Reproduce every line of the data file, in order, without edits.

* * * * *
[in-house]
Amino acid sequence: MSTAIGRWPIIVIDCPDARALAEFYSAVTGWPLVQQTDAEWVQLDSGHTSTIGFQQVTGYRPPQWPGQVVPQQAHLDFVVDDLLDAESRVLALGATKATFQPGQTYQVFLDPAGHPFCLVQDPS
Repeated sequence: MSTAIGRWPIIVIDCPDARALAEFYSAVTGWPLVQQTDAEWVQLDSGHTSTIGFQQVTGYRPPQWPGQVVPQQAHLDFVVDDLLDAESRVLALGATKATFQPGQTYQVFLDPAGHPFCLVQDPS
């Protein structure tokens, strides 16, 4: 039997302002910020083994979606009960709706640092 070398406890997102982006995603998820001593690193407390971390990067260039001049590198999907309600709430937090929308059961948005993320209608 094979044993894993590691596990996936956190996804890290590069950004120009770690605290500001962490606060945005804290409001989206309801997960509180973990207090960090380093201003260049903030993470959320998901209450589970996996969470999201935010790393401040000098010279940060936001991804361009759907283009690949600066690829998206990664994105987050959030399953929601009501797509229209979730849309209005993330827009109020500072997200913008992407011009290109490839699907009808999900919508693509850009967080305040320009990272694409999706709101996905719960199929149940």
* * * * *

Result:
[in-house]
Amino acid sequence: MSTAIGRWPIIVIDCPDARALAEFYSAVTGWPLVQQTDAEWVQLDSGHTSTIGFQQVTGYRPPQWPGQVVPQQAHLDFVVDDLLDAESRVLALGATKATFQPGQTYQVFLDPAGHPFCLVQDPS
Repeated sequence: MSTAIGRWPIIVIDCPDARALAEFYSAVTGWPLVQQTDAEWVQLDSGHTSTIGFQQVTGYRPPQWPGQVVPQQAHLDFVVDDLLDAESRVLALGATKATFQPGQTYQVFLDPAGHPFCLVQDPS
């Protein structure tokens, strides 16, 4: 039997302002910020083994979606009960709706640092 070398406890997102982006995603998820001593690193407390971390990067260039001049590198999907309600709430937090929308059961948005993320209608 094979044993894993590691596990996936956190996804890290590069950004120009770690605290500001962490606060945005804290409001989206309801997960509180973990207090960090380093201003260049903030993470959320998901209450589970996996969470999201935010790393401040000098010279940060936001991804361009759907283009690949600066690829998206990664994105987050959030399953929601009501797509229209979730849309209005993330827009109020500072997200913008992407011009290109490839699907009808999900919508693509850009967080305040320009990272694409999706709101996905719960199929149940």